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At The Appetite-Cure
by [?]

I glanced at the list, and my stomach threw a hand-spring. Of all the barbarous lay-outs that were ever contrived, this was the most atrocious. At the top stood ‘tough, underdone, overdue tripe, garnished with garlic;’ half-way down the bill stood ‘young cat; old cat; scrambled cat;’ at the bottom stood ‘sailor-boots, softened with tallow–served raw.’ The wide intervals of the bill were packed with dishes calculated to gag a cannibal. I said:

‘Doctor, it is not fair to joke over so serious a case as mine. I came here to get an appetite, not to throw away the remnant that’s left.’

He said gravely: ‘I am not joking; why should I joke?’

‘But I can’t eat these horrors.’

‘Why not?’

He said it with a naivete that was admirable, whether it was real or assumed.

‘Why not? Because–why, doctor, for months I have seldom been able to endure anything more substantial than omelettes and custards. These unspeakable dishes of yours–‘

‘Oh, you will come to like them. They are very good. And you must eat them. It is a rule of the place, and is strict. I cannot permit any departure from it.’

I said smiling: ‘Well, then, doctor, you will have to permit the departure of the patient. I am going.’

He looked hurt, and said in a way which changed the aspect of things:

‘I am sure you would not do me that injustice. I accepted you in good faith–you will not shame that confidence. This appetite-cure is my whole living. If you should go forth from it with the sort of appetite which you now have, it could become known, and you can see, yourself, that people would say my cure failed in your case and hence can fail in other cases. You will not go; you will not do me this hurt.’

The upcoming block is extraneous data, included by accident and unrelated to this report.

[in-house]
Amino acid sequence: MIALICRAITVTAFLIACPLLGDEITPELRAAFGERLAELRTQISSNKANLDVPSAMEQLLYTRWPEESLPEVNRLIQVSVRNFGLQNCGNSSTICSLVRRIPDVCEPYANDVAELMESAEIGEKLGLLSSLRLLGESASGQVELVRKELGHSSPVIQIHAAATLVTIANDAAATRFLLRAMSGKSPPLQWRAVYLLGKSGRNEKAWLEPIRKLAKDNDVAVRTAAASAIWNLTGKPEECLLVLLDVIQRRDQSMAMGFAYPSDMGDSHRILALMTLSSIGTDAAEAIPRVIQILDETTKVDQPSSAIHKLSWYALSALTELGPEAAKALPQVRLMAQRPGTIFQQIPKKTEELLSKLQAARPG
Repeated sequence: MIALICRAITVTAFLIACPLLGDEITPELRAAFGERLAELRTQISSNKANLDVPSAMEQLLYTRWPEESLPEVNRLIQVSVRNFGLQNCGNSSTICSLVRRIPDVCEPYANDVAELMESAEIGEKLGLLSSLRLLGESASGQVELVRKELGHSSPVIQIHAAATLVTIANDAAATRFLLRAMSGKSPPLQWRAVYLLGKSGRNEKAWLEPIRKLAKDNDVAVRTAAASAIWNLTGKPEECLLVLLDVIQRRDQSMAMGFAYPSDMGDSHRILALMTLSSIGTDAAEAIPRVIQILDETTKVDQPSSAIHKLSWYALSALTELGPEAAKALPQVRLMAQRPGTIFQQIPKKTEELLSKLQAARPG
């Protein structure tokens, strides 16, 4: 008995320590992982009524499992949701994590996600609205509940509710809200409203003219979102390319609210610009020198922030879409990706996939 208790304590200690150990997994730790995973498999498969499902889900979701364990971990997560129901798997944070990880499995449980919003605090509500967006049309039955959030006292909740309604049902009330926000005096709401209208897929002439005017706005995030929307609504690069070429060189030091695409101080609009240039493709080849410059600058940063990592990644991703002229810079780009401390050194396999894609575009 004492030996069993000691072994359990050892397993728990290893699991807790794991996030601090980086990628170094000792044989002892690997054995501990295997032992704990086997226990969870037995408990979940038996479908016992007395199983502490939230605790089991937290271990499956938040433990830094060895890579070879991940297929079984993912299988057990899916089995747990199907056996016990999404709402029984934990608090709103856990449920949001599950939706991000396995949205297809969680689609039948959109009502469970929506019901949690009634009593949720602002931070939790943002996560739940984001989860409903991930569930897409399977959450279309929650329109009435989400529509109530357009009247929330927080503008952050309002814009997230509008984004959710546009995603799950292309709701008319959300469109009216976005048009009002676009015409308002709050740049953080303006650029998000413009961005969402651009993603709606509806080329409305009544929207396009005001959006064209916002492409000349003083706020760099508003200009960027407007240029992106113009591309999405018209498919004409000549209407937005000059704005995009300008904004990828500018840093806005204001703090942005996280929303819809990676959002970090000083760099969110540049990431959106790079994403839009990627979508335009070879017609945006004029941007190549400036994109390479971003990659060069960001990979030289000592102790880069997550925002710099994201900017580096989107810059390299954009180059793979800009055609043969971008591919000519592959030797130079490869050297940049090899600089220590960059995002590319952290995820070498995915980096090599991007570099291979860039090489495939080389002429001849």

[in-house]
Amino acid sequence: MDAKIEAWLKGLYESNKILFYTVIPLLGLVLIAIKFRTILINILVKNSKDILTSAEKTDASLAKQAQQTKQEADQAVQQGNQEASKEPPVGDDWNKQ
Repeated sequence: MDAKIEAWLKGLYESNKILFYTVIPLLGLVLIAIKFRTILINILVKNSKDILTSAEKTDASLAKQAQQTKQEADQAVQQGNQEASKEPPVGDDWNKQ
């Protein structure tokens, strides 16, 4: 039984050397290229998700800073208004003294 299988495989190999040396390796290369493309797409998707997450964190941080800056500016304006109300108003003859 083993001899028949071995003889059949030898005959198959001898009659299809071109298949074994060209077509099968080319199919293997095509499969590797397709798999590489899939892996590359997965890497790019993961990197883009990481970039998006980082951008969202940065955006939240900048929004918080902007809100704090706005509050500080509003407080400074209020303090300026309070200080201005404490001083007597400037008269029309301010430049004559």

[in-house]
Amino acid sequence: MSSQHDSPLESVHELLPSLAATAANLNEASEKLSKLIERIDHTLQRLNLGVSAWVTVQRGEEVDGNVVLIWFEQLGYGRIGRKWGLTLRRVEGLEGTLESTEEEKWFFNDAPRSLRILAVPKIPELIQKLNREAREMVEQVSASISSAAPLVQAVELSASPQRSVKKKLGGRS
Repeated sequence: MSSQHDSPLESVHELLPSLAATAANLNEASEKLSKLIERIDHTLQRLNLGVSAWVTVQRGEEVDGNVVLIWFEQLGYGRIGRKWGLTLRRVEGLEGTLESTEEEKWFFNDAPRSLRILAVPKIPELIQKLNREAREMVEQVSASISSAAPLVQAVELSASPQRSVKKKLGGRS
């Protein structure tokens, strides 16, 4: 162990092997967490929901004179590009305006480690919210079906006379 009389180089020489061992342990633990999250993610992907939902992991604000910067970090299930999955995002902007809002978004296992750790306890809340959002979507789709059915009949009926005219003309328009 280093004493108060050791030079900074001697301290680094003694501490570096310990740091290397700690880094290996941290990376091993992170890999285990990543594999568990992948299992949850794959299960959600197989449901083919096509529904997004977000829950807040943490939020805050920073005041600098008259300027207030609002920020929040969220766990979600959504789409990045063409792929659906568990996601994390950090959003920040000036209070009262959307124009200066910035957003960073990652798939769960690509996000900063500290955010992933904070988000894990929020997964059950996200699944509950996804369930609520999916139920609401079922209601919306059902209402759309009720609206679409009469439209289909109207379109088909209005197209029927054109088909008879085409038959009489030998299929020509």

I apologised and said I would stay.

‘That is right. I was sure you would not go; it would take the food from my family’s mouths.’

‘Would they mind that? Do they eat these fiendish things?’

‘They? My family?’ His eyes were full of gentle wonder. ‘Of course not.’

‘Oh, they don’t! Do you?’

‘Certainly not.’

‘I see. It’s another case of a physician who doesn’t take his own medicine.’

‘I don’t need it. It is six hours since you lunched. Will you have supper now–or later?’

‘I am not hungry, but now is as good a time as any, and I would like to be done with it and have it off my mind. It is about my usual time, and regularity is commanded by all the authorities. Yes, I will try to nibble a little now–I wish a light horsewhipping would answer instead.’

The professor handed me that odious menu.

‘Choose–or will you have it later?’

‘Oh, dear me, show me to my room; I forgot your hard rule.’

‘Wait just a moment before you finally decide. There is another rule. If you choose now, the order will be filled at once; but if you wait, you will have to await my pleasure. You cannot get a dish from that entire bill until I consent.’

‘All right. Show me to my room, and send the cook to bed; there is not going to be any hurry.’

The professor took me up one flight of stairs and showed me into a most inviting and comfortable apartment consisting of parlour, bedchamber, and bathroom.

The front windows looked out over a far-reaching spread of green glades and valleys, and tumbled hills clothed with forests–a noble solitude unvexed by the fussy world. In the parlour were many shelves filled with books. The professor said he would now leave me to myself; and added:

‘Smoke and read as much as you please, drink all the water you like. When you get hungry, ring and give your order, and I will decide whether it shall be filled or not. Yours is a stubborn, bad case, and I think the first fourteen dishes in the bill are each and all too delicate for its needs. I ask you as a favour to restrain yourself and not call for them.’